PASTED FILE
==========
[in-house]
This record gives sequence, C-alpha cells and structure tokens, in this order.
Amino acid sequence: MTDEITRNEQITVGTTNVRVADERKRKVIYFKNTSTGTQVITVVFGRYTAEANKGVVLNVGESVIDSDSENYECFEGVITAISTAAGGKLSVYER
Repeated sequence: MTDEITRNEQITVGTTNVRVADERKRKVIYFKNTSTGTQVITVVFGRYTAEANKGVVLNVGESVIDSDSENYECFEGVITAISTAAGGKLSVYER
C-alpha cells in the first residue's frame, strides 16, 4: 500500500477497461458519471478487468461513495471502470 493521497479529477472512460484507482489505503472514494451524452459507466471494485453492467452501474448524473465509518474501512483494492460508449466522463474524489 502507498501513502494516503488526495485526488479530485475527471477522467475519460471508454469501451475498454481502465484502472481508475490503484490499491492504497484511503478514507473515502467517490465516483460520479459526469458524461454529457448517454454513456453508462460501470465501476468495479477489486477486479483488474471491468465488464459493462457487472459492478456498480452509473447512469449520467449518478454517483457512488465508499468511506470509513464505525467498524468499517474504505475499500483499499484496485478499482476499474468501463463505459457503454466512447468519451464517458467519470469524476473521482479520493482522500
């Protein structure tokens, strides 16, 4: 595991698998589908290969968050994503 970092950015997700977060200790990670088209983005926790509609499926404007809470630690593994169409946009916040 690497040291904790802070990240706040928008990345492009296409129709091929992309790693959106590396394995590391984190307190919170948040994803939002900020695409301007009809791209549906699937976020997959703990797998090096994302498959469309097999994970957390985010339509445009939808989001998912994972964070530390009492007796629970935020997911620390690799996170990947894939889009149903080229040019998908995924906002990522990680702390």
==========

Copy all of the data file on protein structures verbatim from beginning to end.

[in-house]
This record gives sequence, C-alpha cells and structure tokens, in this order.
Amino acid sequence: MTDEITRNEQITVGTTNVRVADERKRKVIYFKNTSTGTQVITVVFGRYTAEANKGVVLNVGESVIDSDSENYECFEGVITAISTAAGGKLSVYER
Repeated sequence: MTDEITRNEQITVGTTNVRVADERKRKVIYFKNTSTGTQVITVVFGRYTAEANKGVVLNVGESVIDSDSENYECFEGVITAISTAAGGKLSVYER
C-alpha cells in the first residue's frame, strides 16, 4: 500500500477497461458519471478487468461513495471502470 493521497479529477472512460484507482489505503472514494451524452459507466471494485453492467452501474448524473465509518474501512483494492460508449466522463474524489 502507498501513502494516503488526495485526488479530485475527471477522467475519460471508454469501451475498454481502465484502472481508475490503484490499491492504497484511503478514507473515502467517490465516483460520479459526469458524461454529457448517454454513456453508462460501470465501476468495479477489486477486479483488474471491468465488464459493462457487472459492478456498480452509473447512469449520467449518478454517483457512488465508499468511506470509513464505525467498524468499517474504505475499500483499499484496485478499482476499474468501463463505459457503454466512447468519451464517458467519470469524476473521482479520493482522500
């Protein structure tokens, strides 16, 4: 595991698998589908290969968050994503 970092950015997700977060200790990670088209983005926790509609499926404007809470630690593994169409946009916040 690497040291904790802070990240706040928008990345492009296409129709091929992309790693959106590396394995590391984190307190919170948040994803939002900020695409301007009809791209549906699937976020997959703990797998090096994302498959469309097999994970957390985010339509445009939808989001998912994972964070530390009492007796629970935020997911620390690799996170990947894939889009149903080229040019998908995924906002990522990680702390």